The Laughing Heart

What matter most is how well you walk through the fire
— Charles Bukowski


I used to read some of Charles Bukowski's poems in my mid-twenties. While Jack Kerouac (another great American poet) used to make me want to hit the road and go traveling, reading Bukowski always made me want to have a drink and somehow, to rebel. His nothing-to-lose truthfulness on his poems made him a cult hero. At least for me in my drunk mid-twenties years.

When I first read The Laughing Heart, there was a rebellious, hopeful and strong sentiment about this poem that always made me kick the ass out of fear, and somehow do what I wanted. Even if in some of these decisions were accompanied by my coffee cup full of red wine and a few chupitos. Just like Bukowski himself. I was doing what I wanted. 

Well, my twenties are long gone,  and so are the chupitos, but the poetry stayed. 

Bukowski's The Laughing Heart poem is one of my all-time-favourite and it continues to touches me deeply.  It is an amazing piece of poetry.

Here it is;


The Laughing Heart


"your life is your life

don’t let it be clubbed into dank submission.

be on the watch.

there are ways out.

there is light somewhere.

it may not be much light but

it beats the darkness.

be on the watch.

the gods will offer you chances.

know them.

take them.

you can’t beat death but

you can beat death in life, sometimes.

and the more often you learn to do it,

the more light there will be.

your life is your life.

know it while you have it.

you are marvelous

the gods wait to delight

in you."

                                                                                                                 by Charles Bukowski


The quote “Clubbed into dank submission” is a feeling that I can relate to pretty well, dealing with depression and the occasional sadness that knocks my door from time to time, sometimes it’s very difficult to remember that your life really is your life to live. 

This poem is one of the powerful tools that I use to boost my mood and lift myself up. It has helped me through some grey moments. It has made me get up in the morning and do stuff, it reminds me that there is hope out there. There is a light somewhere. That your life is yours to live, know it while you have it. You are marvelous and this poem is a beauty.

Be well folks, be on the watch. 

Roddy X

The Invitation

The "Invitation" is a very beautiful poem that I read somewhere during my rehabilitation. My friends sent me a lot of books, some of them even sent me a shoe box full of it. It was very kind and thoughtful of them as I had plenty of time to read. Some of the books they sent me were about meditation and spirituality. And in one of them I read this:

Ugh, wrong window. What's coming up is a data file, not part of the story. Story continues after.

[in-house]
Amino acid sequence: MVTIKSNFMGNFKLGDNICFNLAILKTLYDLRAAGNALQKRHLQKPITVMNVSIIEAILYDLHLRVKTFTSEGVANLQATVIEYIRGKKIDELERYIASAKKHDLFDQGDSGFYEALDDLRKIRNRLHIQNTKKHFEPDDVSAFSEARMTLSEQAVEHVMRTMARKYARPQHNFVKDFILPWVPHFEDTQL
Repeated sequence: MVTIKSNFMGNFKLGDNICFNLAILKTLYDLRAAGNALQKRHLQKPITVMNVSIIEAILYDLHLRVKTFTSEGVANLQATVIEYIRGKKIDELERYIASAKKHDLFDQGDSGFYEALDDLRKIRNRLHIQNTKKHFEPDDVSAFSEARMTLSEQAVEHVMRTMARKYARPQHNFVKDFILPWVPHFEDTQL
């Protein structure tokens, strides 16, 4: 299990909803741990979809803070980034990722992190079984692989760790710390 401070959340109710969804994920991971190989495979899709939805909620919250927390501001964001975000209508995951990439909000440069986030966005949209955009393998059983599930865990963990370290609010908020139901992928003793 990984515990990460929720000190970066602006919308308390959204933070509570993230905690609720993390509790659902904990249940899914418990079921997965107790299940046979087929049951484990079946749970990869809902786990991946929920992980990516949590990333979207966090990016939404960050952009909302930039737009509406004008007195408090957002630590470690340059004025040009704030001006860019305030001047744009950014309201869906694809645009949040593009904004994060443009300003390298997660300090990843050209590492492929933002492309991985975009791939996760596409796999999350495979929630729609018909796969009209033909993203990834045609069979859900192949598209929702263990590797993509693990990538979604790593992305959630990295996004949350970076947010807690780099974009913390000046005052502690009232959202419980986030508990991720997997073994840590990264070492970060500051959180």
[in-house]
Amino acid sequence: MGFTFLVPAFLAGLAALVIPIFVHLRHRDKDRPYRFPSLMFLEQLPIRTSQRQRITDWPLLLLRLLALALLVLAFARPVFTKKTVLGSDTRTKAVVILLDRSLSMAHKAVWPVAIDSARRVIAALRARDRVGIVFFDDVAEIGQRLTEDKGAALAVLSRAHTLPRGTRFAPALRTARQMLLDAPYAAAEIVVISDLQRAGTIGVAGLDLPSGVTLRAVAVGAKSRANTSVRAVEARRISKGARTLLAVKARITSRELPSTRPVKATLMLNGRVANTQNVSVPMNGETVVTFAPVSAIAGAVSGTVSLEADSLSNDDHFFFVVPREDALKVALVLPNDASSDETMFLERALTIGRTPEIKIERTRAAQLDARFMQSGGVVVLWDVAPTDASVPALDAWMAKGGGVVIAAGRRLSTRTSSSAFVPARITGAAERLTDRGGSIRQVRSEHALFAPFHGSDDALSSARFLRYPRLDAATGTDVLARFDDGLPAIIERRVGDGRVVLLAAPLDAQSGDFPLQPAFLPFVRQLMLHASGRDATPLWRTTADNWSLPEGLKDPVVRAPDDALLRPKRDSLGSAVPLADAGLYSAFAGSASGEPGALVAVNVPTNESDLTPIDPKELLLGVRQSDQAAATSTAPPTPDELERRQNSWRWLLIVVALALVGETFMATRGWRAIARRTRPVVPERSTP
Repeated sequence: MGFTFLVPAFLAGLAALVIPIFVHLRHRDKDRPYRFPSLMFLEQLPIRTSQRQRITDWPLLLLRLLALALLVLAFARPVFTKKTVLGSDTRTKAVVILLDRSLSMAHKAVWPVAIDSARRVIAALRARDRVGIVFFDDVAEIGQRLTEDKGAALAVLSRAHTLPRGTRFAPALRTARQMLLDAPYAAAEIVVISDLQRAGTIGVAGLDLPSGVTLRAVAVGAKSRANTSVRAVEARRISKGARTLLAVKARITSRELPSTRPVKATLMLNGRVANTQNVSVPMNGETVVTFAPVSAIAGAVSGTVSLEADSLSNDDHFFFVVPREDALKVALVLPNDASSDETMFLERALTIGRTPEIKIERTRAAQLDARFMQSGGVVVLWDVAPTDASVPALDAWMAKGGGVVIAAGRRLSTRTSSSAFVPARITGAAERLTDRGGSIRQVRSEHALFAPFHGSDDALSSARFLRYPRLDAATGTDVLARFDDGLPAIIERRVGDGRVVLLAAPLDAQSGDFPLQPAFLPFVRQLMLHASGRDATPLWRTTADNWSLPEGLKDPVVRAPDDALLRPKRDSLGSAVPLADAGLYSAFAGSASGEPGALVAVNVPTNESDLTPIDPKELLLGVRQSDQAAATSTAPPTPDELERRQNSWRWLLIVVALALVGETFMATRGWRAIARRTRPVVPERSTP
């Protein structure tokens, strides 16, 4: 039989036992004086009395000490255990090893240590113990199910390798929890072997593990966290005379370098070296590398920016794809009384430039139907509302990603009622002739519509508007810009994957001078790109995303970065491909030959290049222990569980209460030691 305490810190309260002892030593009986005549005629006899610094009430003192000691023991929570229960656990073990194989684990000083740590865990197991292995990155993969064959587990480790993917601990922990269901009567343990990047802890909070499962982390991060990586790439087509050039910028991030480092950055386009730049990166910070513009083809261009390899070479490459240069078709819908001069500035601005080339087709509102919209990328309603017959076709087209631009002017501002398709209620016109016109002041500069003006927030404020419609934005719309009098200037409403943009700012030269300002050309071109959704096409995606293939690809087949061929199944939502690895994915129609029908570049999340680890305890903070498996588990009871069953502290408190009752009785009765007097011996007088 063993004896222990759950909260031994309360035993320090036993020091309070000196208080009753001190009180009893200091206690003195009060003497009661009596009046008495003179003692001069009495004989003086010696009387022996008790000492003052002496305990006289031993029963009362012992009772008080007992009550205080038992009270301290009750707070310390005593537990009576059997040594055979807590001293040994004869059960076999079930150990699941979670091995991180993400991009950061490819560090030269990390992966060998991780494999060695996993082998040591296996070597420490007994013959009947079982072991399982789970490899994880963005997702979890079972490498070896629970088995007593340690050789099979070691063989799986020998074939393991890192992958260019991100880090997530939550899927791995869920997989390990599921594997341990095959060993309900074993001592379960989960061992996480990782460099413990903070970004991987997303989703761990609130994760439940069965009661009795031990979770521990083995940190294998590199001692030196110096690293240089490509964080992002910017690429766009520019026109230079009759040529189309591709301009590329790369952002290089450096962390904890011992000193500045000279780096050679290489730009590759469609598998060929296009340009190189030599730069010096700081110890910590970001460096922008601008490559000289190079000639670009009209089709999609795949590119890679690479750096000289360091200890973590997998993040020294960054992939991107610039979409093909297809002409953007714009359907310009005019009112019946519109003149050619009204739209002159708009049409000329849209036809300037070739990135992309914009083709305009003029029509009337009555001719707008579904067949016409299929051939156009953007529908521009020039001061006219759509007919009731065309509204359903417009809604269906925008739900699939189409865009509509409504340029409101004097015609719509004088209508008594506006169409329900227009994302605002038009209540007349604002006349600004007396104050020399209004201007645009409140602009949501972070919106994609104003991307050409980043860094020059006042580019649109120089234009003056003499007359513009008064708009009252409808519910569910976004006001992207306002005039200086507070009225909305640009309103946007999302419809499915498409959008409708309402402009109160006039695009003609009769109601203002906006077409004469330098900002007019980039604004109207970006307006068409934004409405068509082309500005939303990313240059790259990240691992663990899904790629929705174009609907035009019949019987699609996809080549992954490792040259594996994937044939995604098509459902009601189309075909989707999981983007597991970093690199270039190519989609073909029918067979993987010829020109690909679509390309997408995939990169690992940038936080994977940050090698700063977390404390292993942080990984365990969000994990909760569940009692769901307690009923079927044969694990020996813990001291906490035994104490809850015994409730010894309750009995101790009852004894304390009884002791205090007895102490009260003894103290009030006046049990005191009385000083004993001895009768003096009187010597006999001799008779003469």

The Invitation

"It doesn't interest me what you do for a living. I want to know what you ache for, and if you dare to dream of meeting your heart's longing.

It doesn't interest me how old you are. I want to know if you will risk looking like a fool for love, for your dreams, for the adventure of being alive.

It doesn't interest me what planets are squaring your moon. I want to know if you have touched the center of your own sorrow if you have been opened by life's betrayals or have become shriveled and closed from fear of future pain. 

I want to know if you can sit with pain, mine or your own, without moving to hide it, or fade it, or fix it.

I want to know if you can be with joy, mine or your own if you can dance with wildness and let the ecstasy fill you to the tips of your fingers and toes without cautioning us to be careful, to be realistic, to remember the limitations of being human.

It doesn't interest me if the story you are telling me is true.I want to know if you can disappoint another to be true to yourself; if you can bear the accusation of betrayal and not betray your own soul; if you can be faithless and therefore trustworthy.

I want to know if you can see beauty even when it's not pretty, every day and if you can source your own life from its presence.

I want to know if you can live with failure, yours or mine, and still stand on the edge of the lake and shout to the silver of the full moon, "yes!"

It doesn't interest me who you know, or how you came to be here. I want to know if you will stand in the center of the fire with me and not shrink back.

It doesn't interest me where or what or with whom you have studied. I want to know what sustains you, from the inside, when all else falls away.

I want to know if you can be alone with your and if you truly like the company you keep in the empty moments.” 

by Oriah Mountain Dreamer


I always come back to it, it is very inspiring. 

The poem reminds me that I need to make the most of my life. At first, I thought the poem was written as a letter from one person to another but after reading it more than once, it seems to me that it could also be a letter from you to yourself. At least the parts I can understand. That's some deep stuff over there. And I always ask myself; Is it really possible to be honest to ourselves as the poem suggests? In the world we live in?

I have no idea, but we must give it a go.

We must try. 

Roddy X

What’s the point in being alive if you don’t at least try to do something remarkable?
— John Green